People with cordial relations disagree but don't drag their issues in Court, wouldn't you agree? They settle it cordially.

How can personal relations be cordial and legal teams of each other are mud-slinging openly in the Media?

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#87 [Permalink] Posted on 26th August 2015 00:07
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Brother,

This is certainly possible. Political strife does not lead to personal strife with our Mashaikh. Unfortunately, even madrassa students can't differentiate. They speak their opinions without first having been reformed under the guidance of the Mashaikh. Below are examples of the aforementioned and this inability to differentiate.

The following incident is reported in a recent article and can be found @ http://indianexpress.com/article/india/india-others/peace-proposal-in-place-jamiat-factions-seek-to-reunite-soon/

During a recent meeting geared towards reconciliation:
"Sources said Mahmood Madani embraced his uncle Arshad Madani."


The following are quotes taken from an article written in 2009. It can be found @
http://twocircles.net/2009dec05/students_darul_uloom_speak_out_about_jamiat_ulema_e_hind.html#.VdzqxyVVhHw

It is interesting to note here that though fighting between uncle and nephew has been the hot news for newspapers and channels but in personal life their relation is as strong as it was before.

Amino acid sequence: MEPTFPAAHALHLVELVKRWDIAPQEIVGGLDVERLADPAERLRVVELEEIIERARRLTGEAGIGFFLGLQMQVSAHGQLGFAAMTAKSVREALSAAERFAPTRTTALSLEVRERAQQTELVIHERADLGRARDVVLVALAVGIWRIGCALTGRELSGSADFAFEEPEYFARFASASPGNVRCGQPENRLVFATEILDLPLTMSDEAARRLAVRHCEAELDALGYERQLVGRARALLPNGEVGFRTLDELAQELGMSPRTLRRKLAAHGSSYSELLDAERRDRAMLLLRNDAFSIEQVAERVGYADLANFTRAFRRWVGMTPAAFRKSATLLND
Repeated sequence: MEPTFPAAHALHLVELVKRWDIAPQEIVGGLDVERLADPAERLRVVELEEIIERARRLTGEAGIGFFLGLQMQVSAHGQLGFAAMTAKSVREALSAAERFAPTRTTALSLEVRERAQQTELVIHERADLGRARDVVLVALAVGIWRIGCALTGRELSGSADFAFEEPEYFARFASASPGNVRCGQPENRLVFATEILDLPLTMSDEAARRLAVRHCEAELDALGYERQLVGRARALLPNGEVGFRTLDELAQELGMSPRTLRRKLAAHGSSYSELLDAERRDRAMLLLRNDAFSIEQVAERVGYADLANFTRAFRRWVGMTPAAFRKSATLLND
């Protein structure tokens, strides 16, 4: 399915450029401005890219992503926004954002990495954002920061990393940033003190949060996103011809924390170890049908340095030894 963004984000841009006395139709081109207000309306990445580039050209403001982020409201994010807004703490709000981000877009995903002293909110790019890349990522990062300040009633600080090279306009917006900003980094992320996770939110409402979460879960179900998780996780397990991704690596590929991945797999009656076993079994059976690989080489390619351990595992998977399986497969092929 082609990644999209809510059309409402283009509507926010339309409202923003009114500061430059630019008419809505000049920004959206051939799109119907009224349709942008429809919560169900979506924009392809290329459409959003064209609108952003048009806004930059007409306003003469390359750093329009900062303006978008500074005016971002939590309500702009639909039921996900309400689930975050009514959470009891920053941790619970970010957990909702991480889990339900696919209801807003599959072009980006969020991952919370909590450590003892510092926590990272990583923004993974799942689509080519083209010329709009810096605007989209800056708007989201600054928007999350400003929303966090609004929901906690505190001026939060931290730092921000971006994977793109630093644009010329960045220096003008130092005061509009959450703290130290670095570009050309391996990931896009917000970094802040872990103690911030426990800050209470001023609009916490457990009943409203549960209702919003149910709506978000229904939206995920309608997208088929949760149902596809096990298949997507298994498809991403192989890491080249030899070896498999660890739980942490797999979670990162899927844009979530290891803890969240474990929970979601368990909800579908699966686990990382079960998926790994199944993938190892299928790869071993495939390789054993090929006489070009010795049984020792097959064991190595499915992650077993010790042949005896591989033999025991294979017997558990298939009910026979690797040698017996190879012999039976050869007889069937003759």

“Both Maulana Arshad Madani and Maulana Mahmood Madani are respected personalities for us but we are unable to understand that these people have friendly relation with each other at home then why they do not find any solution for JUH controversy which weakened the organization” said Javed Iqbal, a sixth year student.

“Last year there was marriage of daughter of Maulana Mahmood Madani in which Maulana Arshad Madani was invited and he performed the nikah. Some days back mother of Qari Usman sahib, president of one group of JUH, passed away. Maulana Arshad sahib was requested to lead funeral (janaza) prayer and he did so. When these people can share dais for their personal matters then why do they not come at one platform for the benefit of the community? Are they fooling the people or being blackmailed by some of their selfish disciples?” he asked.
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#88 [Permalink] Posted on 26th August 2015 08:35
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My Honurable Brother,

You have skipped the question entirely and gone off a tangent.